If a search engine knows that an authority source restricts it's implemented links with no follows , it may also by implication in this context, use this an an endorsement of the authority that it is passing to the recipient site.
Link juice may not be " followed " through , but other ranking factors may be transferred. I can't believe that Google does not consider this contextual data. In fact , with the abuse [ in Google's eyes ] of paid linking , data like this must surely feed into Google's algorithmn as one of the many factors. Any thoughts ? Fact or fiction ?
I've never seen any evidence of this. To misquote Tom Cruise, "Show me the data!"
Power by association ? I've seen SERP results improve with terms surrounding links in a contextual form. Why would Google not consider this in a no follow form , or association .
I can only imagine this .
This is quite strange if Google eventually follows a nofollow link then the only reason that stands out is the link juice.
As of having a small percentage of no-follow links to look natural & wheel saying g hires statisticians..
Ive wondered before if maybe google divideds websites into two categories: clearly SEO'd & not (clearly) SEO'd..and have the non-SEO'd websites' pages rank better in comparison to actively SEO'd sites.
Pure speculation on my behalf, but Id be surprised if they havent ever considered that (if they're a bunch of statisticians ;)).
Any way to tell?
Oh and...Does using a few no-follows really make a link profile look more natural, or would coming off as an amateur webmaster (who doesnt know #*$! nofollow is :-)) maybe be better? staying under the radar, and all
|or would coming off as an amateur webmaster...maybe be better |
Wouldn't that be a sad state of affairs if there is anything to your suspicions -- "Here's what we recommend that you do (and if you do it, we'll punish you)". Like saying "You'd better not drive more than 55 on the expressway (and if you do that, we'll pull you over for slowing down traffic)". Let's hope that some of the seasoned veterans here will dispell the scary thought that looking like you don't know what you're doing is a GOOD thing. But then again, I've always thought that the so-called "over optimization penalty" is one of the dumbest ideas to ever come down the pike. Like telling a talented child that his essays are too well written, so his grades will have to be lowered.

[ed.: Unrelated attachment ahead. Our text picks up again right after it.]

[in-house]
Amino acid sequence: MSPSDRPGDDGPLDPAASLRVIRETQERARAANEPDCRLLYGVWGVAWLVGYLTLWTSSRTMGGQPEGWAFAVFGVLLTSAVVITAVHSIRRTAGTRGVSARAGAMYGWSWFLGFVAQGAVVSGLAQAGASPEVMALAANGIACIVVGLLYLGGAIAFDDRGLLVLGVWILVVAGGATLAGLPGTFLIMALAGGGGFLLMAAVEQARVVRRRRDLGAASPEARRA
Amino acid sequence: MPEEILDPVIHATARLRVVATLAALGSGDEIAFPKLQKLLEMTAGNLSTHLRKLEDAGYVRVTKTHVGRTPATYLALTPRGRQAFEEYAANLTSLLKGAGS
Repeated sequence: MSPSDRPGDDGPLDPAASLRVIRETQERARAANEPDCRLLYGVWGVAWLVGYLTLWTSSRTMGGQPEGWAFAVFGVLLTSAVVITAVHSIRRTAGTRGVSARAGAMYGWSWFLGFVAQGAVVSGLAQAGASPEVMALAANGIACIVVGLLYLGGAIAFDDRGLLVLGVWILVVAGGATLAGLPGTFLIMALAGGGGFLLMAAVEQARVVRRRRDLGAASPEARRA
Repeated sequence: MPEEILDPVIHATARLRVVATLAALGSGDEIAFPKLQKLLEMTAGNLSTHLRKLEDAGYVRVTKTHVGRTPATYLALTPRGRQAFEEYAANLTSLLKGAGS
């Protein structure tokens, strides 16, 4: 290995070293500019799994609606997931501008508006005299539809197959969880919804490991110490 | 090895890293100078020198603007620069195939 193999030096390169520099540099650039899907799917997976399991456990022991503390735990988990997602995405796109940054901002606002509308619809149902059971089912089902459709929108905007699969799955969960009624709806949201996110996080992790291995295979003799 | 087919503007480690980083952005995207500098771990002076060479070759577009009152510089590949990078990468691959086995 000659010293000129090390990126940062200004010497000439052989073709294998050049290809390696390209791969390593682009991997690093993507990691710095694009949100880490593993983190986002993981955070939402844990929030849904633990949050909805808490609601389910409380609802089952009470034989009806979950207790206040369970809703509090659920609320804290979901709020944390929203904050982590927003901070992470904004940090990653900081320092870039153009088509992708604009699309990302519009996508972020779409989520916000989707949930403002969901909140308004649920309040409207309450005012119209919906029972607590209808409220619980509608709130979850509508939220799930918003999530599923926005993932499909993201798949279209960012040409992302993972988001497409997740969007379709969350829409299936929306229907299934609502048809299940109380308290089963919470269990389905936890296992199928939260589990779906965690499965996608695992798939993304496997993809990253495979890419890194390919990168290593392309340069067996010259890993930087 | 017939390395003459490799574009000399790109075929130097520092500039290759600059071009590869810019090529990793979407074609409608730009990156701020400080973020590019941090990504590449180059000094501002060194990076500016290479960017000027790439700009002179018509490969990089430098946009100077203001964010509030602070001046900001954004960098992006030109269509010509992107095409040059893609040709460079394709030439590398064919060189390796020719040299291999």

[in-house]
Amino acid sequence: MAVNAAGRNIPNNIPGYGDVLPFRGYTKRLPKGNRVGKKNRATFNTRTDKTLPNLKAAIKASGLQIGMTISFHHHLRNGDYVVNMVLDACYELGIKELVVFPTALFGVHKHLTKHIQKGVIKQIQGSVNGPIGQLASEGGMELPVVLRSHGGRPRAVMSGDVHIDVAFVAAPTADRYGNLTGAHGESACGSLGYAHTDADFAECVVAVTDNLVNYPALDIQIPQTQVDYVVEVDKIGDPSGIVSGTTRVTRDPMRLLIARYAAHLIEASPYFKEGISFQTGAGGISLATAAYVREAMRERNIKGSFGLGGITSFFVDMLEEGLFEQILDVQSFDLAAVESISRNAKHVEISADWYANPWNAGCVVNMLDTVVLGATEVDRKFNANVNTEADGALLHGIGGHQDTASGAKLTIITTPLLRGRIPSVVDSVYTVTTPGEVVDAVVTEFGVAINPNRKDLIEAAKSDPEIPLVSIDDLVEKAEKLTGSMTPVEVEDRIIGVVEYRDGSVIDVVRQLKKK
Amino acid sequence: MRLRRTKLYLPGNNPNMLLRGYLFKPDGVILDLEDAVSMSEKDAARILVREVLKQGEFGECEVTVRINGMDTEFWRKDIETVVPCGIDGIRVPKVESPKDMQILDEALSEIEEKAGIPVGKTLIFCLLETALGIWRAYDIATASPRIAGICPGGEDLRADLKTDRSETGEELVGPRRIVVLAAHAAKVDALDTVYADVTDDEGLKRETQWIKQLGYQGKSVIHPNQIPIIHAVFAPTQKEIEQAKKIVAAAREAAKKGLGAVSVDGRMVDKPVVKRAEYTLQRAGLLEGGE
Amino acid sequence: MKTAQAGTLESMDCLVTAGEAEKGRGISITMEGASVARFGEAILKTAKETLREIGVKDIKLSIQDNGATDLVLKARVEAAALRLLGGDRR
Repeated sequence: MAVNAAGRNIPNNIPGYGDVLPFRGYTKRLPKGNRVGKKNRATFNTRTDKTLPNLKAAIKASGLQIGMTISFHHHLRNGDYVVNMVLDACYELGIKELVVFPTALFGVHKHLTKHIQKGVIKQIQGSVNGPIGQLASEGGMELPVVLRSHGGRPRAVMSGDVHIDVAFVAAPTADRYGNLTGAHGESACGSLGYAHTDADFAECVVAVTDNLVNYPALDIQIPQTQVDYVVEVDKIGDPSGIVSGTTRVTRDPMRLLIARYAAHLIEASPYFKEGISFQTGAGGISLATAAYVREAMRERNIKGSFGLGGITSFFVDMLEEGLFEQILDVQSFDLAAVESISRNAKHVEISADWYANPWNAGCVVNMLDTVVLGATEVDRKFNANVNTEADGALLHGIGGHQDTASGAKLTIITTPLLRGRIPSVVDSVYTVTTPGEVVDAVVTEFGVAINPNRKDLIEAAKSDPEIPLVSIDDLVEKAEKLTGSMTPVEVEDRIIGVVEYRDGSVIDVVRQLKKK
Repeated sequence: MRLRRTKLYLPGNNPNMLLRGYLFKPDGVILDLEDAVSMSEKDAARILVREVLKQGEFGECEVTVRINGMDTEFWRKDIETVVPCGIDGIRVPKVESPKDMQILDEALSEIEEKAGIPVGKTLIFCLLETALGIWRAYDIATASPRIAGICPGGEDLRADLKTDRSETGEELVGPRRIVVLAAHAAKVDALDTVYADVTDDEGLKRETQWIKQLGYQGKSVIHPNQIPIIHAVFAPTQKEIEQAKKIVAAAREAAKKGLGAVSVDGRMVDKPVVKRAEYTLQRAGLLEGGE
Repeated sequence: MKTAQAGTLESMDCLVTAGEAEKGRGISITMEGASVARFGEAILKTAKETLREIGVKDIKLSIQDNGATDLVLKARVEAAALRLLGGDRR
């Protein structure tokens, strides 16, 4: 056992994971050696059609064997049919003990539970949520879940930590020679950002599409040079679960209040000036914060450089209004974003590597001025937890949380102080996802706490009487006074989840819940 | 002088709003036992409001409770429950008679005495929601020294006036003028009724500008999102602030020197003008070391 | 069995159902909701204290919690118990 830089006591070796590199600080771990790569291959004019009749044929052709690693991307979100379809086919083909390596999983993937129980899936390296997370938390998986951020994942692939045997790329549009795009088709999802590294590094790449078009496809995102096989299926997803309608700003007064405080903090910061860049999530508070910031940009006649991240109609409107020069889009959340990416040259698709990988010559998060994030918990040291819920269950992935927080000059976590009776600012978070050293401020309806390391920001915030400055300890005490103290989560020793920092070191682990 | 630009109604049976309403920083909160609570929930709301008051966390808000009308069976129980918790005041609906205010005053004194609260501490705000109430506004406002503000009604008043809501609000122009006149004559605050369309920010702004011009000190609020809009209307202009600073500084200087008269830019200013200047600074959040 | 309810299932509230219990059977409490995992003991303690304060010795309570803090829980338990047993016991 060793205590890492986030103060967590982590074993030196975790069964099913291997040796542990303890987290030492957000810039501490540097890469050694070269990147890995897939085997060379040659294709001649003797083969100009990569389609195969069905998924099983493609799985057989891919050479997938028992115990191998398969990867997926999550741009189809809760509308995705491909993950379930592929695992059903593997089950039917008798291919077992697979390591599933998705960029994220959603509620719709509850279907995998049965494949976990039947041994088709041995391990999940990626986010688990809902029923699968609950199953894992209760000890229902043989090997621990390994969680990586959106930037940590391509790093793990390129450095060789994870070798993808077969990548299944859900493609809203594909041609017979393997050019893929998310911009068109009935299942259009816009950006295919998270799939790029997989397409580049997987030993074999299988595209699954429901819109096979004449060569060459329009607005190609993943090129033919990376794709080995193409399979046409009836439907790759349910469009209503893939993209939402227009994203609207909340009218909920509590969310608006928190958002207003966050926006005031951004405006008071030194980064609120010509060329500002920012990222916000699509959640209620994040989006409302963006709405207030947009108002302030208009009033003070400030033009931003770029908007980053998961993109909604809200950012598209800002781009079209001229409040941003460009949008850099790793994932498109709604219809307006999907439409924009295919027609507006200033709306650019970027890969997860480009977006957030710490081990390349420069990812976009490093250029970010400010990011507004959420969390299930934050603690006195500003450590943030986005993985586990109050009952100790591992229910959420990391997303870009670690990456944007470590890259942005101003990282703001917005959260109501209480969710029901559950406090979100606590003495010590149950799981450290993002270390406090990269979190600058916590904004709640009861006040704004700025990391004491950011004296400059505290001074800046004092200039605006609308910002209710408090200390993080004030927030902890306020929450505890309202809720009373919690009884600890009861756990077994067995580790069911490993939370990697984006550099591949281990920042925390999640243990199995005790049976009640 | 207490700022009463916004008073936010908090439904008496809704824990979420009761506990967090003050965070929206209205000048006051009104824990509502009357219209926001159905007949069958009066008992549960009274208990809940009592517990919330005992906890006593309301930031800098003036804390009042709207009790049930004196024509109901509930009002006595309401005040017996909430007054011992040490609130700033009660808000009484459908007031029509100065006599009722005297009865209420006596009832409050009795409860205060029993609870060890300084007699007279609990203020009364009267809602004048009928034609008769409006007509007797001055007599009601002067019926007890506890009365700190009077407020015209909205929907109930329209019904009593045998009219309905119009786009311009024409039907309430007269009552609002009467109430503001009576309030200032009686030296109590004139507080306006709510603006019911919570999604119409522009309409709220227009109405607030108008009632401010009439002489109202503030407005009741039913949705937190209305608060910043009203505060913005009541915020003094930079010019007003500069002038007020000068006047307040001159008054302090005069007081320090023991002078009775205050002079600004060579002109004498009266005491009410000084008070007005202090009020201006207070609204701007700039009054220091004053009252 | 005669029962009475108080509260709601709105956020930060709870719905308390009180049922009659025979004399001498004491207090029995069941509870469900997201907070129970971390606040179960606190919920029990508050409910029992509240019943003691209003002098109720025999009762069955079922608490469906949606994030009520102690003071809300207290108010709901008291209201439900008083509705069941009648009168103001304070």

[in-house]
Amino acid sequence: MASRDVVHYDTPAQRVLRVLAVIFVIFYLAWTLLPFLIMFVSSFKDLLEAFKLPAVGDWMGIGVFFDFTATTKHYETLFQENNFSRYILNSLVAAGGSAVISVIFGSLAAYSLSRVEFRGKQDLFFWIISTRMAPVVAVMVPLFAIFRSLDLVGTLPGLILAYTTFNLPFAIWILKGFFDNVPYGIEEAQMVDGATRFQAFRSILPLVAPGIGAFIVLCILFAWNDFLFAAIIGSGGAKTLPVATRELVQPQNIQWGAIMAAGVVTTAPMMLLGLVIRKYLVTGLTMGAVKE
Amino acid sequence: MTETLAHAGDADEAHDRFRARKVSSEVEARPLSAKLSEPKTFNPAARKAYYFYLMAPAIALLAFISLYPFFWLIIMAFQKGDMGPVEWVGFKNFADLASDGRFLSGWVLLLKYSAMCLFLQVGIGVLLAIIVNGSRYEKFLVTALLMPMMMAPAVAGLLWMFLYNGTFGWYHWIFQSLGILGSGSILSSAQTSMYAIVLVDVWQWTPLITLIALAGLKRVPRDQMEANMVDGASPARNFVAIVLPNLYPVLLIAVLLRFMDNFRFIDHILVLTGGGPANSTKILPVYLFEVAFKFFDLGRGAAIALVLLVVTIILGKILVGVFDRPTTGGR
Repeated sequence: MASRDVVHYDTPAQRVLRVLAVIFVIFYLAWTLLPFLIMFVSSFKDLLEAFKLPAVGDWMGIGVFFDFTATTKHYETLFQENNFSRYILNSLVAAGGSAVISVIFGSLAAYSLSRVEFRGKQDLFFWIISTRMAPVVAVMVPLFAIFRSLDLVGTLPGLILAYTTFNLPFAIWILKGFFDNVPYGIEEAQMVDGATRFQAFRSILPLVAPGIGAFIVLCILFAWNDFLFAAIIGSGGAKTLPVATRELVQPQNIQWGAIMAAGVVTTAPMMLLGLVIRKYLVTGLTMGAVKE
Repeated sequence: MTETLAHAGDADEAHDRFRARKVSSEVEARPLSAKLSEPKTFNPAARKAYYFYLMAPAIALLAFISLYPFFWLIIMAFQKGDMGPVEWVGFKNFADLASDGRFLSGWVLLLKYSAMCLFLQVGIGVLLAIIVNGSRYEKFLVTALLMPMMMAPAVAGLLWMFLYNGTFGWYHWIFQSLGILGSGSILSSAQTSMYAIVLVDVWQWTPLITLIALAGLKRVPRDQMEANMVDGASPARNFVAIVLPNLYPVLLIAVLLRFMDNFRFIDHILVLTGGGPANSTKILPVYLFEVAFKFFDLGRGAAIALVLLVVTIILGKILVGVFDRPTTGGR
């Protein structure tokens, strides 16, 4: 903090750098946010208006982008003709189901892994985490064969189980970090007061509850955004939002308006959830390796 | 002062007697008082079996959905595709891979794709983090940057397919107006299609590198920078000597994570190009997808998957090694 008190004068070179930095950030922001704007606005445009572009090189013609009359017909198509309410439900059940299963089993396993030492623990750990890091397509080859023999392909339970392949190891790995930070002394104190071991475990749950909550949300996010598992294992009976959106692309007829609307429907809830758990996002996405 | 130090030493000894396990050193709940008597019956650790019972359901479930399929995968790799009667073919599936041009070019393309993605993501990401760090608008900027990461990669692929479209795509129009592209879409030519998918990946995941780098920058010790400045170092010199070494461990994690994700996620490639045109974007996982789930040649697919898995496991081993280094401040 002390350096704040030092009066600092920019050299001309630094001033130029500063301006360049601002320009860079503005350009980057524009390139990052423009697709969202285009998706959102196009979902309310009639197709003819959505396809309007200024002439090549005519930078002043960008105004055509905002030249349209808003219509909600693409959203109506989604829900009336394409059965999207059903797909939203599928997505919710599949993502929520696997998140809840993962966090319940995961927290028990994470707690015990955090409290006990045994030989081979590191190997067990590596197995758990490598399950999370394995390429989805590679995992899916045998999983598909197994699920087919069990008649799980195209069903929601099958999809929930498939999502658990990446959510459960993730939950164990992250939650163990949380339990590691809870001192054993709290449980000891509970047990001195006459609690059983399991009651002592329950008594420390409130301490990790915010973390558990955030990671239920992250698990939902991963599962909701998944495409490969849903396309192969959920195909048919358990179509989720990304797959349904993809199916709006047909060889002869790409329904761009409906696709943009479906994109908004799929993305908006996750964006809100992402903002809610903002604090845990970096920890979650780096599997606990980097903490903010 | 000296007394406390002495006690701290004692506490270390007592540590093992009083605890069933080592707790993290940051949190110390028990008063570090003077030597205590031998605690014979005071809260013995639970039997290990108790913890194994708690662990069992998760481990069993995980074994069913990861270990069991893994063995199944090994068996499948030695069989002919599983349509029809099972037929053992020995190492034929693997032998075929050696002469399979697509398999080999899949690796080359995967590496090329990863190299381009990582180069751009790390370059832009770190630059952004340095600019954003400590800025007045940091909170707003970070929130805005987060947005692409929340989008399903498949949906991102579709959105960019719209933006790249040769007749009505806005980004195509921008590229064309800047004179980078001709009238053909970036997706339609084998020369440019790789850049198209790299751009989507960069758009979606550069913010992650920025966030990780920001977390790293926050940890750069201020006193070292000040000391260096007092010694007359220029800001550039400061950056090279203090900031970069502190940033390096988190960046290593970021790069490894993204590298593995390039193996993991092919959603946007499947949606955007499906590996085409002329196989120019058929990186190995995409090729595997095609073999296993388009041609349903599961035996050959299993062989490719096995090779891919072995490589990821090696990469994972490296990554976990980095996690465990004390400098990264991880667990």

I did some further research around the subject and thought I'd put these thoughts , myths and claims out for comment after what i read .
Relevance - although no follows pass zilch PR or link text benefit to the recipient site , there is a lot more than link juice involved. Google scores the relevance surrounding the link and associates this with the recipient site. The anchor text is still re inforcing the association of relevant and potentially authoratitve sites. Myth ? Anyone tested this to prove / disprove ?
No follows can create trust. If Google sees a link on Wikipedia , it pays attention to the association. Y/N ?
Natural linking profiles involve a lot of links that don't work. Mistyped URL's, dead links , " click here's " and no follows. Google counts the number of no follows into a link profile to see what balance exists in the overall scheme of things. Is the theory strong / weak / plausable ?
Having all do follows is therefore not natural. Y/N ?
As I said above, no one anywhere I've ead has shown any data on any of these ideas. The closest we have here is gn_wendy's anecdotal evidence -- which is not a true test, but rather a data point. I've seen similar happenings, but when I look I do see other explanations.
Matt Cutts has said "no way no how" about nofollowed links - and said it very clearly, and many times. Yes, sometimes his carefully chosen public words may hide this or that area (some dare call it FUD) -- but what would Google have to gain by hiding this kind of information sbout nofollow?
I regularly analyze backlink profiles in the 5-digit and 6-digit size. Nofollow is not always present to any significant degree, so I don't see anything unnatural about only dofolow linking.
I see nothing of substance in all that conjecture (and I don't just mean you, Whitey, I know that you're only reporting on what you read from others).
[edited by: tedster at 1:22 am (utc) on Apr 20, 2010]
@Reno: I know what I said was highly theoretical..I have no evidence whatsoever of them actually doing that.
Then again, I believe the SEs would not really care a ton if it's fair or not.
I only have this from hearsay - but Ive heard that websites who have adhered to all of google's guidelines have seen the bottom of the SERPs during an algo update more than once before....whereas sites that dont adhere to all of google's guidelines (wheel mentioned this in a paid links kind of thread here) often go unpunished for years.
|If Google sees a link on Wikipedia , it pays attention to the association. |
There are a lot of sites that scrape wikipedia content for their websites - including the links in those articles. I see it everyday when doing backlink analysis of some competitor websites. This is one reason nofollow links on wikipedia do bring some value - but not necessarily because of any link power from wikipedia.
I ran another ranking test through twitter and ended up coming to the same conclusion. There is little or no link power from links on twitter - but a lot of websites republish twitter streams.
|The closest we have here is gn_wendy's anecdotal evidence -- which is not a true test, but rather a data point. |
I agree. The findings are at best inconclusive. I stick to my assumption that G' will use nofollow links for discovery - or retain the URI found in the source code in some index - or that G' at least does something with it.
I find it very hard to believe that G' blatantly ignores the very existence of a link simply because it is tagged nofollow.